Discussing the weather is the archetypal small-talk conversation. I could be talking to someone I see every day, to someone who lives on the other side of the planet, to my confidante, or to a passing stranger, and weather would always be an appropriate and expected topic.
Weather is always happening, always changing (or not, but even that’s worth mentioning), and lately, it’s been even more unpredictable. Logically, greater unpredictability would raise the prevalence of weather in conversations, as anything new and unexpected satisfies our consumer society that sustains itself off of constant, ever-changing entertainment.
So, now that we seem to be talking about the weather more than ever before, what does that imply? It means, like most things, that it becomes a partisan issue:
“Wow, I can’t believe it’s snowing in April…”
“Yeah, that darned global warming.”
“Umm, actually, isn’t that evidence against your so-called ‘global warming’….”
“In the East, it could be the COLDEST New Year’s Eve on record. Perhaps we could use a little bit of that good old Global Warming that our Country, but not other countries, was going to pay TRILLIONS OF DOLLARS to protect against. Bundle up!”
Though it is alarming that the leader of one of the most polluting countries in the world doesn’t understand the significance of global warming, the first example is important since many people think global warming is a matter of opinion.
A recent Gallup study shows that this is still a partisan issue and that the rift between Democrats and Republicans is increasing. Only four percent of Democrats believe that the seriousness of global warming is generally exaggerated, compared to 69 percent of Republicans. 89 percent of Democrats believe global warming is caused by human activities, whereas only 34 percent of Republicans share that view.
Because of the abundance of hurricanes and snowstorms this past year and the number of people it affected, one could expect the weather to concern voters in the coming 2018 elections. But, as with shootings, we tend to favor reactionary over preventive solutions. Thus, hurricane relief and rebuilding infrastructure are preferred, as humanity’s ego attempts to win a game of chicken against the forces of nature.
I’ve “crunched the numbers” and looked at the current frontrunners from each party in all 36 gubernatorial elections this year. From this, we can see how the importance of protecting the environment has been overshadowed by other issues. Only 24 of the 72 candidates I looked at (one-third of the total) mentioned their support for protecting the environment; this included 21 Democrats and 3 Republicans. The surge of political debates this past year, whether about gun violence, women’s rights, immigration, or terrorism, all put climate change in the “old news” folder. But if humans don’t want to be old news too, we must keep the fight for the environment alive and at the forefront of the public consciousness, no matter who gets married, which Kardashian is pregnant, or what latest opinion Mr. Trump’s thumbs decided to share with the world.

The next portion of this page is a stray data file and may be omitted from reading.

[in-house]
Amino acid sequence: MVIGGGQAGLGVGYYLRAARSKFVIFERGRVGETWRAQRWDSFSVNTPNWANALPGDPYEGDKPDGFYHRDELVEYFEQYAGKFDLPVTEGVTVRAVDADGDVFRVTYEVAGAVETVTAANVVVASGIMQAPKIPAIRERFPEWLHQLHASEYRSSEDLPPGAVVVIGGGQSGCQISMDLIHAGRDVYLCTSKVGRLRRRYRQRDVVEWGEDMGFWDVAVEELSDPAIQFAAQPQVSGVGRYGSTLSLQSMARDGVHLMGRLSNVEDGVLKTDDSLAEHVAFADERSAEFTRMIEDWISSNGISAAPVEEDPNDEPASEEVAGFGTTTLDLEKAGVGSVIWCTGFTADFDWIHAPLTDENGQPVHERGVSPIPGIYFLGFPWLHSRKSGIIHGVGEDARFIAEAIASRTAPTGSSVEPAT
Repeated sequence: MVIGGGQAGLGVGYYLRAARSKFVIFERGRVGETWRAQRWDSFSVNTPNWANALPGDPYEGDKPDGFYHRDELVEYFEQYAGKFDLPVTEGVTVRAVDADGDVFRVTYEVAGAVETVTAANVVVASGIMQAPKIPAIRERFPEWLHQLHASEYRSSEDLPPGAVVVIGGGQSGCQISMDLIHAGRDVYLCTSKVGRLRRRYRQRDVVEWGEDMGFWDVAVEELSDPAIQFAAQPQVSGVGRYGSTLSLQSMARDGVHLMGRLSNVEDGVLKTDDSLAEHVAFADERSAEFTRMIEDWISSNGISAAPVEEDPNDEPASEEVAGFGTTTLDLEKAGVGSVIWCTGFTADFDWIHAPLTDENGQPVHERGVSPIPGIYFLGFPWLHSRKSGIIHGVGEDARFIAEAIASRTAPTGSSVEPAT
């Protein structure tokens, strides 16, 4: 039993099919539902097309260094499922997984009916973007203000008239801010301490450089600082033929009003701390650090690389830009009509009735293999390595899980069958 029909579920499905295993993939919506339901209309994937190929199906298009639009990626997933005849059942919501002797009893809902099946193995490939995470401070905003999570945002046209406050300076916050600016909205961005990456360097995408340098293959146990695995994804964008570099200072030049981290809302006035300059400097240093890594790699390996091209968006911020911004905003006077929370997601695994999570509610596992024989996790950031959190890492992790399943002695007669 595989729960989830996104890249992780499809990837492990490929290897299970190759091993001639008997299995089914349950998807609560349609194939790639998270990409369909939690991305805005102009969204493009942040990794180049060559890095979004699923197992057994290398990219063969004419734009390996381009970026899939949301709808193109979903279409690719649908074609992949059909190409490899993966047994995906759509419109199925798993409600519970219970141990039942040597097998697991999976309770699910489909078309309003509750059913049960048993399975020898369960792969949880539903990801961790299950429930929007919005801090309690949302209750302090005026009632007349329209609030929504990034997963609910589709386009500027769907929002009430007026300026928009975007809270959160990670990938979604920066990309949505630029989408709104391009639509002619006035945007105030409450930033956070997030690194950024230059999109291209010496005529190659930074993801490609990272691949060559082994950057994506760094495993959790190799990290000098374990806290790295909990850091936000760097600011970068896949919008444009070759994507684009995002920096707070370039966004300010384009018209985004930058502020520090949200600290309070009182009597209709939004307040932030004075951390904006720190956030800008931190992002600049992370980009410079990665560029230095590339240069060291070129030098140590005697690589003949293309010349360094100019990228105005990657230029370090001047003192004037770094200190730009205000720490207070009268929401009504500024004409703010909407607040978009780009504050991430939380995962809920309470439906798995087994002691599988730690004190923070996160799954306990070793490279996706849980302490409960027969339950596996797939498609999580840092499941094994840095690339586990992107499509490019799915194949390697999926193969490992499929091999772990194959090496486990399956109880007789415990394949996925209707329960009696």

A tweet such as the one mentioned previously is entertaining, but it’s so much more important than it looks. It reminded me that Trump withdrew from the Paris Accords seven months prior. The news cycle has shifted so much on a daily basis that Trump’s withdrawal from the Paris Accords has become dangerously forgotten.
Trump’s climate change tweet is a double-edged sword. It may have renewed the public’s attention to the climate change debate (since the media considers every one of Trump’s tweets to be “breaking news”), but it has also provided a strong endorsement of the partisan value of weather. And no one wants that.
These days, “partisan” optics are immediate roadblocks to any legislation being put forward. Your political affiliation receives the same amount of blind, patriotic support that you would give your local sports team. If President Trump, head coach of the Republican Elephants, says that the Democratic Donkeys’ support for protecting the environment is wrong, all the Elephant fans will blindly follow, forgoing the crucial step of fact-checking. Moreover, the opposite is true. We cling to an idea that when someone in power says something, we trust their word. It shouldn’t be considered completely rational thinking but, unfortunately, it is.
Although there are economic strings attached to climate change—whether it be in prevention or consequence—the weather should not be a partisan issue. Yes, the price of production would increase due to environmental regulations, and, yes, the price of production would also increase due to global warming’s disastrous effects, but that should not be the primary selling point. Every politician, whether supporting or rejecting global warming as fact, uses economics to justify their stance. What about survival as a good argument?
Clouds don’t respect borders regardless of immigration policy. Rising sea levels aren’t pro-life or pro-choice. Droughts don’t pay taxes.
Despite what Nanny McPhee tries to convince us to believe, snow in August is not a good thing in the Northern Hemisphere. For those who can vote, the primaries are starting in June; do your research and vote for a candidate who supports an environmental policy that will enable them to have any constituents in the future.
Elia Kruger is a member of the Class of 2021 and can be reached at firstname.lastname@example.org